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newsclips -- Newsclips for September 1, 2011.

Posted: 01 Sep 2011 12:29:15
California Air Resources Board News Clips for September 1, 2011. 

This is a service of the California Air Resources Board’s Office
of Communications.  You may need to sign in or register with
individual websites to view some of the following news articles.


Apple blasted for alleged pollution by suppliers.  Apple is
defending itself against a fresh barrage of criticism from
Chinese environmental activists over alleged pollution by the
manufacturers who make its iconic iPhones, iPads and other
products.  In a report issued Wednesday, a group of
nongovernmental organizations accused the technology giant of
violating its own corporate responsibility standards by using
suppliers it said its investigations found are violating the law
and endangering public health by discharging heavy metals and
other toxins.  Posted. 

AP Newsbreak:

CA city, tribe, ecologists fight proposed quarry. Antique shops
line the streets of Temecula, Calif.'s quaint downtown fashioned
after the Old West, with tour vans waiting to whisk visitors to
scenic vineyards outside the city and hot air balloons gliding
above the greenery. It's a postcard image amid a series of desert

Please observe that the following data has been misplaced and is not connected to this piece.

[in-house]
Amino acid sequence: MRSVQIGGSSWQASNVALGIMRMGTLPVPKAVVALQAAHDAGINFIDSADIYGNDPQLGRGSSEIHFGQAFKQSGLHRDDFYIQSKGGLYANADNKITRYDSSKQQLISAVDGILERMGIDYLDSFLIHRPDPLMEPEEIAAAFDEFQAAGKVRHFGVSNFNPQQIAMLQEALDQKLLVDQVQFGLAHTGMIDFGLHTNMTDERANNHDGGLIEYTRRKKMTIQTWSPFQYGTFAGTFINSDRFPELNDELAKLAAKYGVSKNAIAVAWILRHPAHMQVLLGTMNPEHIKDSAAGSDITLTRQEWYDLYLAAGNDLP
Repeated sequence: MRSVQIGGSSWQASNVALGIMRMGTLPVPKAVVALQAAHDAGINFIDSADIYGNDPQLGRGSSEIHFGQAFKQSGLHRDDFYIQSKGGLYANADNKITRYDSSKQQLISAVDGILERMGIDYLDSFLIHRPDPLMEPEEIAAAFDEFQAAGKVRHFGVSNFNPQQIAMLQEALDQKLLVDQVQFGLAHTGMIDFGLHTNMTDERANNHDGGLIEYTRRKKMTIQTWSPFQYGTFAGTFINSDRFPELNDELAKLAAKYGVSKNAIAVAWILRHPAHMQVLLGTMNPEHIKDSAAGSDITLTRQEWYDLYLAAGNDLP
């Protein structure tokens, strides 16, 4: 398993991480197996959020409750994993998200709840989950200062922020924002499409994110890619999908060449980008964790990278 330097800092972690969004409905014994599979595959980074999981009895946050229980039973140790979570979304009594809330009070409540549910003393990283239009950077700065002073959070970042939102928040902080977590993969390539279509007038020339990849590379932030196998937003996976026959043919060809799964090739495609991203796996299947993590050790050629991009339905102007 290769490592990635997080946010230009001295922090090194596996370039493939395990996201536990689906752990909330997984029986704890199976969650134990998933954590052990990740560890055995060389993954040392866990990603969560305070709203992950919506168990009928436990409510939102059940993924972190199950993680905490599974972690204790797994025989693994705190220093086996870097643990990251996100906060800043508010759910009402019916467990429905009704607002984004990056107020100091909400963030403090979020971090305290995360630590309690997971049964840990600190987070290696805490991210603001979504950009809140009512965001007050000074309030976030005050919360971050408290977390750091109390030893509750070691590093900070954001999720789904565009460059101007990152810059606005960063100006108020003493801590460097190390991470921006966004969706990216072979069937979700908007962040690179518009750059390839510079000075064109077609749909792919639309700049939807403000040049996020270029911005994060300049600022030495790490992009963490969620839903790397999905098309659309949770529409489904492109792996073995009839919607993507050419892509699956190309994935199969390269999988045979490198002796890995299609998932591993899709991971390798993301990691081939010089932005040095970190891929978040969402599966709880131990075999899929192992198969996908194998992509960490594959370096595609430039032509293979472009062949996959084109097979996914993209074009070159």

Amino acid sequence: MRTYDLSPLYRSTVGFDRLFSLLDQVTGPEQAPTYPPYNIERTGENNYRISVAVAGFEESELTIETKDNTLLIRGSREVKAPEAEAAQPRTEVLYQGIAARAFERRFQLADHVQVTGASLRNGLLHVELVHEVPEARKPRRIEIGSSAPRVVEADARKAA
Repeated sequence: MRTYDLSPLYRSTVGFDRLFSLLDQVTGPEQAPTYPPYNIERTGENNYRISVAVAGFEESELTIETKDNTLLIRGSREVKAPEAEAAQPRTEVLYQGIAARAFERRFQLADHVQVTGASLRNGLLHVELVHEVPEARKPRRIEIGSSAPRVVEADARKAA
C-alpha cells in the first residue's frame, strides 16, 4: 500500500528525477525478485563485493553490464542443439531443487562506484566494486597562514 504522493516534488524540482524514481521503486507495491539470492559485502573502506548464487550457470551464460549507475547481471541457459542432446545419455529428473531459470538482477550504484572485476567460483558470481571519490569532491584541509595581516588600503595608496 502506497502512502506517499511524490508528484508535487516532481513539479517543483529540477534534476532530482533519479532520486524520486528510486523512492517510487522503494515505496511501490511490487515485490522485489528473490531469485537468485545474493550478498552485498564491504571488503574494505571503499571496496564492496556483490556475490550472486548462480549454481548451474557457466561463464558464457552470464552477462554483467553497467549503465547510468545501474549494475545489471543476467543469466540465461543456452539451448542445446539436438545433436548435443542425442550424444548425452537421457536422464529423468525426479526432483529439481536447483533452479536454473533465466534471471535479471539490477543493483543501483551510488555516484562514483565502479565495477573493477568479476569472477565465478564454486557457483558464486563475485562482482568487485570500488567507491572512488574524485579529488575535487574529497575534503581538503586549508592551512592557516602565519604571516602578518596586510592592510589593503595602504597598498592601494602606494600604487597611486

towns in inland Southern California -- one that hundreds of
residents, ecologists and members of an Indian tribe fear is
threatened by a proposal to build a quarry on a mountain
overlooking the city. Posted.

Calif. metal scrapper settles air pollution suit.  A metal
recycling company accused of releasing toxic substances into the
air agreed Wednesday to pay nearly $3 million to settle a
lawsuit, the Los Angeles County district attorney's office said. 
Deputy District Attorney Daniel Wright said SA Recycling LLC, an
automotive and appliance shredding company, agreed to the
settlement Wednesday and it was signed by Superior Court Judge
Debre K. Weintraub. The civil lawsuit and settlement were filed
last week.  Posted. 

Valley air sets cleanliness mark in August.  For the first time
on record, the San Joaquin Valley had no August violations of the
one-hour federal ozone standard.  Air officials said a new blitz
of alerts about bad-air days might have been the difference,
especially last week when pollution nearly eclipsed the federal
standard.  If the Valley continues to avoid the violations over
the next three years, the federal government will revoke a $29
million penalty for ozone levied on the region.  Posted. 

In Stockton, heat takes August off. For the first time in 20
years, Stockton made it through August without hitting 100
degrees. The relatively cool weather may help explain why the San
Joaquin Valley, for the first time since record-keeping began in
the 1980s, saw ozone pollution levels stay within a federal
standard each day of the month. Last week, expecting ozone levels
to rise, Valley air cops called their first-ever Air Alert.


Few insurers planning for climate change – report. New York -
Only one in eight insurers has a formal policy in place to manage
climate risk, despite rising evidence that environmental changes
are exacerbating insurers' disaster losses, according to a
coalition of public interest groups. The coalition, Ceres, looked